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The three am wake up calls; hard wooden benches; and vomiting clients. SMQ’s paralegal, Heulwen Everton tells all about training as a Police Station Representative.


“My training began in a classroom, where studying the provisions of the Police and Criminal Evidence Act 1984 (PACE) and revisiting criminal law statutes was a fond reminder of university days.


But this was not university, my training was not to be completed in this comfortable classroom; the real learning began at the police station itself.


There is no doubt that police stations can be intimidating places. I cannot deny that entering the Custody Suite at the Police Station for the first time was a nerve racking experience. 


Sitting in an interview room with a client vomiting in a bin at your feet is a sure fire way to clear any nerves. Trying to ensure that your client’s interview is carried out properly, and that he has the opportunity to explain his actions fully; whilst holding a deep concern that your shoes may soon be ruined, is a rather stressful, yet comical, experience.


Do not believe what you see on TV. Granted, this is possibly the least glamorous aspect of being a criminal defence solicitor, but it is also one of the most interesting, and important parts. TV shows depicting solicitors at the police station as mere standers by or aggressive, egotistical characters with a vendetta against the police, do not do us justice. This was a lesson that I did not learn until sitting in that chair myself. Police station attendance can be hard work, and not just when your shoes are at risk!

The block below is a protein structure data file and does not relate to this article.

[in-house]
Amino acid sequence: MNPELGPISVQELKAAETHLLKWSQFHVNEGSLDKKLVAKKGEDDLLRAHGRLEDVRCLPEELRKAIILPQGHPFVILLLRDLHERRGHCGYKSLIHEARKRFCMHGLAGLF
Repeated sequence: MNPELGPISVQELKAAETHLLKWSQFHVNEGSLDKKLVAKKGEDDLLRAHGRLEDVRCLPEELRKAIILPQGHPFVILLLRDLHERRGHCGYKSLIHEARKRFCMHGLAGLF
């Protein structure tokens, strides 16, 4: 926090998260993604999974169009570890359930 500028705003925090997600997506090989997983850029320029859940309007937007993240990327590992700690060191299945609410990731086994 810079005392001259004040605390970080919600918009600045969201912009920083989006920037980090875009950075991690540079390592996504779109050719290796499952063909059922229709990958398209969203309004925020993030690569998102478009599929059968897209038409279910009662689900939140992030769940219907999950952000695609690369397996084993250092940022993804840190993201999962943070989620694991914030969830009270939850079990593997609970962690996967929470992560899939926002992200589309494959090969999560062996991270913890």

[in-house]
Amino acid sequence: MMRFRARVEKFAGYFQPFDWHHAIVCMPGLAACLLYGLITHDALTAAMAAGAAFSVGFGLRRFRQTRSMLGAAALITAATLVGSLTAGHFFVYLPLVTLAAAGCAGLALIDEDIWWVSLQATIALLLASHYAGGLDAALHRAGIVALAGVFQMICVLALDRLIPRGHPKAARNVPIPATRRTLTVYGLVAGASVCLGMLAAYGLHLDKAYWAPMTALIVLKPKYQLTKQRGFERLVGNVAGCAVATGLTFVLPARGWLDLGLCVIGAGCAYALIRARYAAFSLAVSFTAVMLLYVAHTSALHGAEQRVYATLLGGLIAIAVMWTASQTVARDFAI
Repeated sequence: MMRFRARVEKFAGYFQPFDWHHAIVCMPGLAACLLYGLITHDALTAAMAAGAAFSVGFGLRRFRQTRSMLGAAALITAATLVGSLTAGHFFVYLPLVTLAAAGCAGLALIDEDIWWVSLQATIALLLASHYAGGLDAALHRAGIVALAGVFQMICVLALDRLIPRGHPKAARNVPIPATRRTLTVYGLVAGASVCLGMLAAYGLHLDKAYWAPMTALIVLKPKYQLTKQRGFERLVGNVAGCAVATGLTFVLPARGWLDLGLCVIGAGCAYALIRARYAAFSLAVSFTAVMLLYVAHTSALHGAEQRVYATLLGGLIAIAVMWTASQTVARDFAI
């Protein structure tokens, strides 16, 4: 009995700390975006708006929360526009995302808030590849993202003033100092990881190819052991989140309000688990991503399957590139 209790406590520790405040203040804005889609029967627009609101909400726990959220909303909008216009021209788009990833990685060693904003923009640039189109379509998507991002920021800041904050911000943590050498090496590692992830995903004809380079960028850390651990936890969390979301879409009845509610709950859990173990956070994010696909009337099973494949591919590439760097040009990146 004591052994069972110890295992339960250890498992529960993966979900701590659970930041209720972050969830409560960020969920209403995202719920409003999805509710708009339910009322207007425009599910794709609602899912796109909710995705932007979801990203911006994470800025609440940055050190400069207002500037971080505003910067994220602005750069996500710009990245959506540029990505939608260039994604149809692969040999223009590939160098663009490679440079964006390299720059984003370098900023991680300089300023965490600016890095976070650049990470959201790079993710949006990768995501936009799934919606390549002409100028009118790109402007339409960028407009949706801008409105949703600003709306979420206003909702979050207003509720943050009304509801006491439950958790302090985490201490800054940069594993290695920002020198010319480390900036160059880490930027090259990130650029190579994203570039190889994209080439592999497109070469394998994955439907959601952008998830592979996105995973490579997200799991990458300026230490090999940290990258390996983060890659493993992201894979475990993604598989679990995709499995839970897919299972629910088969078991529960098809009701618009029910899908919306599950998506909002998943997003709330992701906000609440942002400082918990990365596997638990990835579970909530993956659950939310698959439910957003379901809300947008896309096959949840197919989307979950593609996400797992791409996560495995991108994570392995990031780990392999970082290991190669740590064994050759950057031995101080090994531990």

My experience at police stations so far has been varied (not all of my clients have been throwing up in bins). But, one thing that all of my police station clients have had in common is that, for various reasons, they are vulnerable in some way. If I was nervous entering the custody suite as a legal representative, imagine how nerve racking it must be for those accused. Even with the friendliest of officers, police stations can feel cold, alienating, and intimidating. Yet the information gathered from suspects at the station will be central to any case made against them. Decisions made at the investigative stage of a case can hugely affect future outcomes, and these decisions are to be made whilst suspects’ minds are at their least clear. This is why having able and proficient legal representation by your side at the station to advise on the decisions to be made before; during, and after being in police detention is so crucial.


If you find yourself at the police station, please do call our 24-hour emergency number on 07585610063, and we will attend day or night, even at 3am!

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